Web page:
Antarctica in Retrospect

  • Gunter Faure
  • Teresa M. Mensing


Antarctica is a place that does not give up her secrets easily. A casual observer might be impressed by the natural beauty of the landscape or by the brutally cold climate, depending on the weather at the time. Geologists who come to study the Transantarctic Mountains are initially overwhelmed by the Niagara of information that confronts them. This is true of mountainsides of exposed granitic gneisses of the Granite Harbor Intrusives, of whole mountain ranges composed of flat-lying sedimentary rocks of the Beacon Supergroup which attains a thickness of 3 km, not to mention the profusion of massive sills of Ferrar Dolerite that intruded the sedimentary rocks, and the thick plateaus of Kirkpatrick Basalt that was poured out onto the eroding surface of the Beacon rocks. How did all these rocks form on the edge of the East Antarctic craton? Whatever geological activity is recorded by the rocks of the Transantarctic Mountains took place in a tectonic setting of continental rifting, compressive subduction, and amalgamation of continental fragments, all of which occurred during 585 million years of geologic time between 750 and 165 Ma.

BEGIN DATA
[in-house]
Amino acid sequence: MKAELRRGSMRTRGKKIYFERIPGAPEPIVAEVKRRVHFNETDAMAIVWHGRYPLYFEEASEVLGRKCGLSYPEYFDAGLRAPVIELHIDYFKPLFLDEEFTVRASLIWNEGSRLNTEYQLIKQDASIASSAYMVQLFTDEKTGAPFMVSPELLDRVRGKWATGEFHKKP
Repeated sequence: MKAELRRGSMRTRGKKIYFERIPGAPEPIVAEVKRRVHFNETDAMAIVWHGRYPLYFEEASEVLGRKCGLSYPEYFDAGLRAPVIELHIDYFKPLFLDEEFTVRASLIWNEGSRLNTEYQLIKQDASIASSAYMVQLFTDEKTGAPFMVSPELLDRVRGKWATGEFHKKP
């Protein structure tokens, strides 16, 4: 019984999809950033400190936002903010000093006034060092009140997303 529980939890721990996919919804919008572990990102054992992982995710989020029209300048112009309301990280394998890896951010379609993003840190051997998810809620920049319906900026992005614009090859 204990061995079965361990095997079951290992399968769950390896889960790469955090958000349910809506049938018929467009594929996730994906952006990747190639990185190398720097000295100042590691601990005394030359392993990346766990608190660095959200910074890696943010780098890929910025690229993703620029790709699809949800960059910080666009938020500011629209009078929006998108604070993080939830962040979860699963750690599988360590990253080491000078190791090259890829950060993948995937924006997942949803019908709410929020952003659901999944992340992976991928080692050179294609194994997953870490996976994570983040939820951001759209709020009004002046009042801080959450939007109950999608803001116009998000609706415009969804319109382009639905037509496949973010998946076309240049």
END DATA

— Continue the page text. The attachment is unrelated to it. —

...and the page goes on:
Continental Rift Natural Beauty Geological Activity Continental Fragment Antarctic Treaty 
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Copyright information

© Springer Science+Business Media B.V. 2011

Authors and Affiliations

  1. 1.School of Earth Sciences and Byrd Polar Research CenterThe Ohio State UniversityColumbusUSA
  2. 2.School of Earth Sciences and Byrd Polar Research CenterThe Ohio State UniversityMarionUSA

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